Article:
Yes, Nr. 8 on page 4 - let's see if we can deconvolve that!
That pattern will differ for each AA-filter and camera(type) combination. Some of the variables are, the thickness(es) of the crossed filter layers, their (individual and combined) orientation/rotation, and the distance to the microlenses/sensels.
(Un)fortunately, in practice, the PSF of a lens (residual aberrations+diffraction, assuming perfect focus and no camera or subject motion) plus an optical low-pass filter (OLPF) and the sensel mask and spacing will resemble
Gaussian rather than just the OLPF's PSF. As with many natural sources of noise, when several are combined then a (somewhat) modified Gaussian approximation can be made.
I have analyzed the PSF of the full optical system (different lenses + OLPF at various apertures + aperture mask of the sensels) of e.g. my 1Ds3 (and the 1Ds2 and 20D before that), and the effect a Raw converter has on the captured data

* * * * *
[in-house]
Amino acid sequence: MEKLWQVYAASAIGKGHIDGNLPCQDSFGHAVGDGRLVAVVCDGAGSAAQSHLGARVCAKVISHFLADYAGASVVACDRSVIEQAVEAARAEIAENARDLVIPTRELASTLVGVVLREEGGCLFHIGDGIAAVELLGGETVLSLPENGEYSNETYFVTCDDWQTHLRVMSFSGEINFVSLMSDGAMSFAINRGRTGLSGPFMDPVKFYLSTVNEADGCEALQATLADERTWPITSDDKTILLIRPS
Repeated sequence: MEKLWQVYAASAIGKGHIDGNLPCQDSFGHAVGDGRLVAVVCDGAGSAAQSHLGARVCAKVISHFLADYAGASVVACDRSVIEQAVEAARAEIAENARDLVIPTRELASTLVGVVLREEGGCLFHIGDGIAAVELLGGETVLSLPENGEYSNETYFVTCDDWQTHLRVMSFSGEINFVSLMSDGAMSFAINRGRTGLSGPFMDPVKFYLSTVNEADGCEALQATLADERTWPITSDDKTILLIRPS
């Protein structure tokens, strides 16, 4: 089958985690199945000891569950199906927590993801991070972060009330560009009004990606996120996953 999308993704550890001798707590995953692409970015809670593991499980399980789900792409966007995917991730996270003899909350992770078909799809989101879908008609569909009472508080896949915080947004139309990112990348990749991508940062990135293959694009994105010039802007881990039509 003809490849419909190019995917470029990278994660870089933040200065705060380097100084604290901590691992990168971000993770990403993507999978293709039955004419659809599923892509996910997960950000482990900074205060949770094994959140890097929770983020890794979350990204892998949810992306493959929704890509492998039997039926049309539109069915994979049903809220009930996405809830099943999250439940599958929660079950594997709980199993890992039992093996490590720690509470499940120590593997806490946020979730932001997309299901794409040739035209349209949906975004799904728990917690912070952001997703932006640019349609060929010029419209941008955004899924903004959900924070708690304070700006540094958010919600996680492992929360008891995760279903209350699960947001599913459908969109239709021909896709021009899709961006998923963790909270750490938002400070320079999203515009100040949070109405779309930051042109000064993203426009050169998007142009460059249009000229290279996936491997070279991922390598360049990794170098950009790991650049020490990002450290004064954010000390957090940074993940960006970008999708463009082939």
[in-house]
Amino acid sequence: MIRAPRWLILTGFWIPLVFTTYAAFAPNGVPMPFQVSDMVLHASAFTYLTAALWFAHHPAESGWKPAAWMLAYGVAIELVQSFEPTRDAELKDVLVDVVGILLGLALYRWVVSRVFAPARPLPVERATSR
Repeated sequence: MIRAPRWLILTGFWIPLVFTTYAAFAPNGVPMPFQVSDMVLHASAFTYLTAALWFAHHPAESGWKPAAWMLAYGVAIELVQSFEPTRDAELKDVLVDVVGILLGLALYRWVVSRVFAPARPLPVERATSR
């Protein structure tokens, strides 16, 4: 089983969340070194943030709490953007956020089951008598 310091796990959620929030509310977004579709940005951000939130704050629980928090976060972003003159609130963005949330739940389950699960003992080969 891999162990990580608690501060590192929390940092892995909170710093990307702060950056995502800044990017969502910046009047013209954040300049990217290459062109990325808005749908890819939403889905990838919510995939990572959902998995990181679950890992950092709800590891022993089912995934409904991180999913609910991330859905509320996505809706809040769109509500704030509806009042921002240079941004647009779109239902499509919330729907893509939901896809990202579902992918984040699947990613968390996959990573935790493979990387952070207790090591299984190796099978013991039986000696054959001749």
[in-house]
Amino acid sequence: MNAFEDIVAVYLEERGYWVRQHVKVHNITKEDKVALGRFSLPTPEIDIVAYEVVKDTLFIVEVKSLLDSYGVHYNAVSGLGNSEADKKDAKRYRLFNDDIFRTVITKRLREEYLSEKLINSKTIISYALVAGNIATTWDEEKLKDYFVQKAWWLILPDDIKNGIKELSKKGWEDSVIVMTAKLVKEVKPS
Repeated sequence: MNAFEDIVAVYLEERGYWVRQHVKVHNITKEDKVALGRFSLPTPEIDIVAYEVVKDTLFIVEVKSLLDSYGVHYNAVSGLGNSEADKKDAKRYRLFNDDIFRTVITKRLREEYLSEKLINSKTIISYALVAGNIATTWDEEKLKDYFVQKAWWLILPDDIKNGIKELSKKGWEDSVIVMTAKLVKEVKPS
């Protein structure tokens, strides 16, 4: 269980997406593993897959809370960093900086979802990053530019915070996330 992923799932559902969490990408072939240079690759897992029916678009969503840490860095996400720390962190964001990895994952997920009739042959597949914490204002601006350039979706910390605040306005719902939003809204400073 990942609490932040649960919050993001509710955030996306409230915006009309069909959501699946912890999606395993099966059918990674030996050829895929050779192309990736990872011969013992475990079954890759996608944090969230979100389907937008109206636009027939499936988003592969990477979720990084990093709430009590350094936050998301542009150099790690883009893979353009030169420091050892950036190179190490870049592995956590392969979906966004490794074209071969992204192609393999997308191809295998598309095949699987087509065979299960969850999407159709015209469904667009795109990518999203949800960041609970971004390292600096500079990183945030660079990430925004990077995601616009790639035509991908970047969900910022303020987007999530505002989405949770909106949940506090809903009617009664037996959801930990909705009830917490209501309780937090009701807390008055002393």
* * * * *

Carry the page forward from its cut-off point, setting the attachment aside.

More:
, and have found that a certain combination of multiple Gaussians does a reasonably good job of characterizing the system PSF. The complicating factor is that it thus requires prior knowledge to effectively counteract the effects.
Other complicating factors are defocus and camera shake (let alone subject motion).
The practical solution is to employ either a quasi-intelligent PSF determination based on the image at hand (or a test image under more controlled circumstances), or a flexible interactive interface system (some intelligent choices can be made to simplify things for the average user) that allows user interaction (human vision is e.g. quite good at comparing before/after images, especially when super-imposed).
There is a lot of ground to cover before simple tools are available, but threads like these serve to at least increase awareness.